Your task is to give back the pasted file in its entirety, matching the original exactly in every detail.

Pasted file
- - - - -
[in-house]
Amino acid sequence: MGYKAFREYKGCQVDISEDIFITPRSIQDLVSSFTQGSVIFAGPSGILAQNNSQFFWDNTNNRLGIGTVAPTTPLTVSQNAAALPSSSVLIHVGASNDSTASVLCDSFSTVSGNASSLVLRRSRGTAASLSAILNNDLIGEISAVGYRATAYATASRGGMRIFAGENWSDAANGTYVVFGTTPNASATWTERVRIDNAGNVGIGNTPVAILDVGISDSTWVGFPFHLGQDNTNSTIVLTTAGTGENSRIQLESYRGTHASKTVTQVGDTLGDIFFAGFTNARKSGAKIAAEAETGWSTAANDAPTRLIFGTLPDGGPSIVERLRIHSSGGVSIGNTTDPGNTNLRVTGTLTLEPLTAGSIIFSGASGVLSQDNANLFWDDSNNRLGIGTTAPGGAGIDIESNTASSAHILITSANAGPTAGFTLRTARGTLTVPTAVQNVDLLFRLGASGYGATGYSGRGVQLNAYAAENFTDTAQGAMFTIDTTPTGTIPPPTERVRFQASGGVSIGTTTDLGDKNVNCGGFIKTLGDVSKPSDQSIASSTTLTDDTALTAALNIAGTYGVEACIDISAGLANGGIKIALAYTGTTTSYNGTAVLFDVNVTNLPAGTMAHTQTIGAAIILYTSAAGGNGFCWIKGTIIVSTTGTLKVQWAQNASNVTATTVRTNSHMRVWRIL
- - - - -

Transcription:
[in-house]
Amino acid sequence: MGYKAFREYKGCQVDISEDIFITPRSIQDLVSSFTQGSVIFAGPSGILAQNNSQFFWDNTNNRLGIGTVAPTTPLTVSQNAAALPSSSVLIHVGASNDSTASVLCDSFSTVSGNASSLVLRRSRGTAASLSAILNNDLIGEISAVGYRATAYATASRGGMRIFAGENWSDAANGTYVVFGTTPNASATWTERVRIDNAGNVGIGNTPVAILDVGISDSTWVGFPFHLGQDNTNSTIVLTTAGTGENSRIQLESYRGTHASKTVTQVGDTLGDIFFAGFTNARKSGAKIAAEAETGWSTAANDAPTRLIFGTLPDGGPSIVERLRIHSSGGVSIGNTTDPGNTNLRVTGTLTLEPLTAGSIIFSGASGVLSQDNANLFWDDSNNRLGIGTTAPGGAGIDIESNTASSAHILITSANAGPTAGFTLRTARGTLTVPTAVQNVDLLFRLGASGYGATGYSGRGVQLNAYAAENFTDTAQGAMFTIDTTPTGTIPPPTERVRFQASGGVSIGTTTDLGDKNVNCGGFIKTLGDVSKPSDQSIASSTTLTDDTALTAALNIAGTYGVEACIDISAGLANGGIKIALAYTGTTTSYNGTAVLFDVNVTNLPAGTMAHTQTIGAAIILYTSAAGGNGFCWIKGTIIVSTTGTLKVQWAQNASNVTATTVRTNSHMRVWRIL